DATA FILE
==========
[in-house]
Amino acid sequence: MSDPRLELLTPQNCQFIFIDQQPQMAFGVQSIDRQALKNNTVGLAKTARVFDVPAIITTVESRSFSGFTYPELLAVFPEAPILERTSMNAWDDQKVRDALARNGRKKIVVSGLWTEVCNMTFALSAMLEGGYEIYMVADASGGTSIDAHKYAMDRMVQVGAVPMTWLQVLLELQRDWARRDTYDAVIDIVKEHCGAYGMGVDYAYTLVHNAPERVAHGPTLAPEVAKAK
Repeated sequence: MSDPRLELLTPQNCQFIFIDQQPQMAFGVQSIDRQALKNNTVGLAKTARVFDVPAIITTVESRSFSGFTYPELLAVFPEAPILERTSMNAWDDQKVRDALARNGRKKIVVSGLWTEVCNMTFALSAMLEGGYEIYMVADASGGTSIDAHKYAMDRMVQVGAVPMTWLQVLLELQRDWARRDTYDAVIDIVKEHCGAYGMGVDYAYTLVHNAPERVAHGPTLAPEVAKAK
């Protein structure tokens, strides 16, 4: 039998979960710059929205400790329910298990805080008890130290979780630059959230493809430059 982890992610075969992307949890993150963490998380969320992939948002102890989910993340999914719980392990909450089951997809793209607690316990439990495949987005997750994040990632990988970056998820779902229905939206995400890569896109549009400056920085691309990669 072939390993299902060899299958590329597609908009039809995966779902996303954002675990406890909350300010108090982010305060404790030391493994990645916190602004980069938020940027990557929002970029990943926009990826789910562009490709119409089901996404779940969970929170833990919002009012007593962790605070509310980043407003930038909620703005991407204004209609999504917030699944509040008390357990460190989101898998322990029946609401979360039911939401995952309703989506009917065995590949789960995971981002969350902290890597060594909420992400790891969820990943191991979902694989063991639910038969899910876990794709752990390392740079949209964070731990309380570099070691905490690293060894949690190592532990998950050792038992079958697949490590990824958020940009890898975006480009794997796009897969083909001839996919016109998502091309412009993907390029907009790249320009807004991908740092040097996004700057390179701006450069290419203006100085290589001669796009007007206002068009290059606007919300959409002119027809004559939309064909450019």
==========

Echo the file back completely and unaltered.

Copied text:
[in-house]
Amino acid sequence: MSDPRLELLTPQNCQFIFIDQQPQMAFGVQSIDRQALKNNTVGLAKTARVFDVPAIITTVESRSFSGFTYPELLAVFPEAPILERTSMNAWDDQKVRDALARNGRKKIVVSGLWTEVCNMTFALSAMLEGGYEIYMVADASGGTSIDAHKYAMDRMVQVGAVPMTWLQVLLELQRDWARRDTYDAVIDIVKEHCGAYGMGVDYAYTLVHNAPERVAHGPTLAPEVAKAK
Repeated sequence: MSDPRLELLTPQNCQFIFIDQQPQMAFGVQSIDRQALKNNTVGLAKTARVFDVPAIITTVESRSFSGFTYPELLAVFPEAPILERTSMNAWDDQKVRDALARNGRKKIVVSGLWTEVCNMTFALSAMLEGGYEIYMVADASGGTSIDAHKYAMDRMVQVGAVPMTWLQVLLELQRDWARRDTYDAVIDIVKEHCGAYGMGVDYAYTLVHNAPERVAHGPTLAPEVAKAK
């Protein structure tokens, strides 16, 4: 039998979960710059929205400790329910298990805080008890130290979780630059959230493809430059 982890992610075969992307949890993150963490998380969320992939948002102890989910993340999914719980392990909450089951997809793209607690316990439990495949987005997750994040990632990988970056998820779902229905939206995400890569896109549009400056920085691309990669 072939390993299902060899299958590329597609908009039809995966779902996303954002675990406890909350300010108090982010305060404790030391493994990645916190602004980069938020940027990557929002970029990943926009990826789910562009490709119409089901996404779940969970929170833990919002009012007593962790605070509310980043407003930038909620703005991407204004209609999504917030699944509040008390357990460190989101898998322990029946609401979360039911939401995952309703989506009917065995590949789960995971981002969350902290890597060594909420992400790891969820990943191991979902694989063991639910038969899910876990794709752990390392740079949209964070731990309380570099070691905490690293060894949690190592532990998950050792038992079958697949490590990824958020940009890898975006480009794997796009897969083909001839996919016109998502091309412009993907390029907009790249320009807004991908740092040097996004700057390179701006450069290419203006100085290589001669796009007007206002068009290059606007919300959409002119027809004559939309064909450019």